A note from the author: This is part of my column for Verily called Tools for an Intentional Marriage. It’s a collection of best practices for moving through your marriage on purpose. I’ll share the best tips, tricks, and ideas that I’ve discovered over my years as a marriage therapist and also as a husband. I hope you’ll collect, use, and even enjoy these tools as you seek to build your own Intentional Marriage.
A few weeks ago I was giving a talk at a marriage retreat, and I asked the couples in the crowd to give me all the “marriage” or “relationship” words they could think of that started with p. They came up with quite a list.
Perseverance, patience, play, passion, pain, partnership, pissed off, priority, polite . . .
We had a lively discussion about what many of those words meant and why some were on the list at all. Then I proposed two other “p words” to consider—words that could help an intentional relationship. When certain permissions are missing from a relationship, it’s hard to form secure attachment. When perspective is clouded or distorted, it’s hard to sustain hope and momentum through difficult times. The two work together to form a pathway through the many phases of a relationship.
When couples come in to my office for therapy, permission is one of the first things I offer them. Permission to struggle. To be normal. To hope. Often people get so caught up in their idea of a marriage that they fail to see it for what it really is. They need a way out. They need permission—to borrow a phrase—to be more of who they are and less of who they should be (thanks, Verily). My professional bio says that I’ve been happily married for seventeen out of eighteen years. It’s true; we had one that was terrible. I hope that in some small way, my bio gives couples permission to know that it doesn’t have to be all happy all the time.
Dr. John Gottman’s research revealed that all couples have problems. In fact, about two-thirds of your problems are unsolvable or “perpetual.” This means that they will never go away. Do you need permission to accept this fact? Do you need permission to stop solving your unsolvable problems? Do you need permission to believe that arguing is normal? More importantly, do you need permission to hope?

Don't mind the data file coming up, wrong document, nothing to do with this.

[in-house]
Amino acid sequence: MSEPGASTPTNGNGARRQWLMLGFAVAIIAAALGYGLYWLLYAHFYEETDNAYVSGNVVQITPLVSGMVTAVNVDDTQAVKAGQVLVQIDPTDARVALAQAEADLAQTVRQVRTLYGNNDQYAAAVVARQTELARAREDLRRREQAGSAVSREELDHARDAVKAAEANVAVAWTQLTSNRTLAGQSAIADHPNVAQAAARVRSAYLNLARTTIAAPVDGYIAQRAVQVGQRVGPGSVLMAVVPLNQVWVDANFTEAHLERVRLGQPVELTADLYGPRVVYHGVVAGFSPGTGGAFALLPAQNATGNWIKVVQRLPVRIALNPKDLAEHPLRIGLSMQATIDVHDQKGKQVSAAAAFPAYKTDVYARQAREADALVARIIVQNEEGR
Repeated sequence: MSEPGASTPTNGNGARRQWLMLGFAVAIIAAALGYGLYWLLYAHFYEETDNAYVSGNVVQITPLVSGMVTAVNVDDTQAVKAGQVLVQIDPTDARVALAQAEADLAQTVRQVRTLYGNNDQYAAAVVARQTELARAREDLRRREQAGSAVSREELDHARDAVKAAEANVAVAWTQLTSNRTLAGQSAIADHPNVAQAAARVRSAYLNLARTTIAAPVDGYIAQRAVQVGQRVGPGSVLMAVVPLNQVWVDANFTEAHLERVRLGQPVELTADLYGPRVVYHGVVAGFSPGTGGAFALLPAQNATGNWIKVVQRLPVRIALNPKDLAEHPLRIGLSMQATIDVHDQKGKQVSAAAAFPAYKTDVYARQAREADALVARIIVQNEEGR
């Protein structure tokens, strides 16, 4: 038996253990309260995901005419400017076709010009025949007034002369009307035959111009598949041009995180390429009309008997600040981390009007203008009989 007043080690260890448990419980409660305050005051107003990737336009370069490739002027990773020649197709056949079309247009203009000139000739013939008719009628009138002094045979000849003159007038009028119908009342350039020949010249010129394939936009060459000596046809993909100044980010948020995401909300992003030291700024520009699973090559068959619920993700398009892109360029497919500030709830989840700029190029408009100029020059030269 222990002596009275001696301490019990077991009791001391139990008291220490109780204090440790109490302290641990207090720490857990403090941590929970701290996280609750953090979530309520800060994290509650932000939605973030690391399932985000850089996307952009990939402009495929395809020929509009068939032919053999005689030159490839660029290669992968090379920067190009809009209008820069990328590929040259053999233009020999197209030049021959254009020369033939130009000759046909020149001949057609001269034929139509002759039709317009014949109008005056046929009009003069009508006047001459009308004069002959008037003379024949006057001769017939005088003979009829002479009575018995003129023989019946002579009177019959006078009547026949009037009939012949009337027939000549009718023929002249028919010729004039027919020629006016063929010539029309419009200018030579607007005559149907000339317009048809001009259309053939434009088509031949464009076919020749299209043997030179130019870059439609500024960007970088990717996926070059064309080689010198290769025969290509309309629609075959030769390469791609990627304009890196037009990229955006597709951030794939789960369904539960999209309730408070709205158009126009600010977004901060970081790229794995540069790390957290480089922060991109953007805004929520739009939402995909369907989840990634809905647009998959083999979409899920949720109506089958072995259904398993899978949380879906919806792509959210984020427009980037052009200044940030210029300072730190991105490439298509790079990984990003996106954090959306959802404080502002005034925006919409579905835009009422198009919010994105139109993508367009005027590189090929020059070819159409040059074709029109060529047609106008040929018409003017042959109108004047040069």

If so, from whom do you need permission? Your partner? God? An “expert”? I can tell you that my marriage has been way better after the terrible year than before. So I give you permission to believe that you can achieve the kind of relationship you want and deserve. It may, however, require perseverance and patience and perspective. Ahhh, more great “p words.”
That last one—perspective—is especially important. As an expert, I want to give you permission to gain as many perspectives on marriage as you can. Make it a priority.
Have you ever asked an older couple how they’ve made their marriage work? How about a peer couple? How about a younger couple? It’s a tough question to ask. It’s intimate. But it’s also eye-opening. Here’s the thing: No two marriages are the same. And, we can all learn something from someone else’s experience. Too often couples ignore the diverse realities and experiences and ideals that can help define an intentional relationship.
For instance, I have a client who lacks perspective. She is so committed to mirroring her mother’s marriage that she cannot see that her husband is not her father. Her idea of marriage is so close to her face that she can’t see the many possibilities and opportunities that lie in front of her. If only my client would step back to look at her marriage from a different vantage point, she might be able to better appreciate her husband for who he is in their unique relationship.
Are you too close? What happens if you take a few steps back and consider the long view of your relationship? Could your past struggles gain new meaning? Could you craft a different view of your future?
The problem is that “life” wants us to focus on this-thing-right-here-right-now-you-better-check-your-phone-to-see-what’s-up-or-you-might-miss-something-important. But actual life isn’t like that. It requires you to pick your head up, ask questions, and consider alternatives. The absolute best way to be intentional about this is to collect as many different perspectives as possible by asking questions. Choose a few couples right now that you think can help you back up a little bit. If you’re stuck, send me a note, and I’ll put you in touch with some couples.
There are a ton of other “p words” that can help you think about your intentional relationship. I think of: predictability. Purity. Process. I’d encourage you to make your own list. I actually think this is a fun exercise that you can do with any letter and any topic, and it’s a great way to have an intentional marriage through Creative Communication. But at least for now, I hope you will grant yourself permission to explore new perspectives about your partnership. It will be a great way to be intentional, and it’ll help you over the long run. I promise.
As always, I’d love to hear your point of view. Contact me on Twitter (@kzbrittle) or Facebook, or shoot me an email at firstname.lastname@example.org.
Photo Credit: Taylor McCutchan